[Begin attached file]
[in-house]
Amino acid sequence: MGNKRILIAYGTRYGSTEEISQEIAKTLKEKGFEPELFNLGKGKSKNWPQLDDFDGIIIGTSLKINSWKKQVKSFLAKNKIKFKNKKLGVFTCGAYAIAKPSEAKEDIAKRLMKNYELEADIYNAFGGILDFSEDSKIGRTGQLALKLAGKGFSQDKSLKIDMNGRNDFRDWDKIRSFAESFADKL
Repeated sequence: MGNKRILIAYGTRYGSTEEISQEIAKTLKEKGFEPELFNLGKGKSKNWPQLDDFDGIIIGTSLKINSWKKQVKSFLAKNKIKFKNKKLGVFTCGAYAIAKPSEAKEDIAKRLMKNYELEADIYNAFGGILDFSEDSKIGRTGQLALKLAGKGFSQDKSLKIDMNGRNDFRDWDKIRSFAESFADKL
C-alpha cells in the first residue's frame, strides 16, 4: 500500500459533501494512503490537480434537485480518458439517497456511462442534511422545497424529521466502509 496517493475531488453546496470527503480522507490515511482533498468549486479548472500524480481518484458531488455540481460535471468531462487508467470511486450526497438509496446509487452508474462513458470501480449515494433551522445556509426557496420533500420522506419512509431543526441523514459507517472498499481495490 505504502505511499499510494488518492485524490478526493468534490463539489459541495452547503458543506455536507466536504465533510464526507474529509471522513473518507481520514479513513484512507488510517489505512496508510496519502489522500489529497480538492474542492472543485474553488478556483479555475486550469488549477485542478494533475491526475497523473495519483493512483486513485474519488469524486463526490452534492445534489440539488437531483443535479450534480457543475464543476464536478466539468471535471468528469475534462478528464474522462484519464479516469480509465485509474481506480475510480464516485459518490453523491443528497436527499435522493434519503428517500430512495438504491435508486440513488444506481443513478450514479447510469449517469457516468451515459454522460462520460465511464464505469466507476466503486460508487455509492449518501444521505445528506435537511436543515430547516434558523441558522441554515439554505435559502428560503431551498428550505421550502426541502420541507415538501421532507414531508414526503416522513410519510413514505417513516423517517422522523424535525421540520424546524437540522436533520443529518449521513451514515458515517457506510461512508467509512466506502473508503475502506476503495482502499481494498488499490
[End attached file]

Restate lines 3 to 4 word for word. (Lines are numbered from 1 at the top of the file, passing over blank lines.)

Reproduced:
Repeated sequence: MGNKRILIAYGTRYGSTEEISQEIAKTLKEKGFEPELFNLGKGKSKNWPQLDDFDGIIIGTSLKINSWKKQVKSFLAKNKIKFKNKKLGVFTCGAYAIAKPSEAKEDIAKRLMKNYELEADIYNAFGGILDFSEDSKIGRTGQLALKLAGKGFSQDKSLKIDMNGRNDFRDWDKIRSFAESFADKL
C-alpha cells in the first residue's frame, strides 16, 4: 500500500459533501494512503490537480434537485480518458439517497456511462442534511422545497424529521466502509 496517493475531488453546496470527503480522507490515511482533498468549486479548472500524480481518484458531488455540481460535471468531462487508467470511486450526497438509496446509487452508474462513458470501480449515494433551522445556509426557496420533500420522506419512509431543526441523514459507517472498499481495490 505504502505511499499510494488518492485524490478526493468534490463539489459541495452547503458543506455536507466536504465533510464526507474529509471522513473518507481520514479513513484512507488510517489505512496508510496519502489522500489529497480538492474542492472543485474553488478556483479555475486550469488549477485542478494533475491526475497523473495519483493512483486513485474519488469524486463526490452534492445534489440539488437531483443535479450534480457543475464543476464536478466539468471535471468528469475534462478528464474522462484519464479516469480509465485509474481506480475510480464516485459518490453523491443528497436527499435522493434519503428517500430512495438504491435508486440513488444506481443513478450514479447510469449517469457516468451515459454522460462520460465511464464505469466507476466503486460508487455509492449518501444521505445528506435537511436543515430547516434558523441558522441554515439554505435559502428560503431551498428550505421550502426541502420541507415538501421532507414531508414526503416522513410519510413514505417513516423517517422522523424535525421540520424546524437540522436533520443529518449521513451514515458515517457506510461512508467509512466506502473508503475502506476503495482502499481494498488499490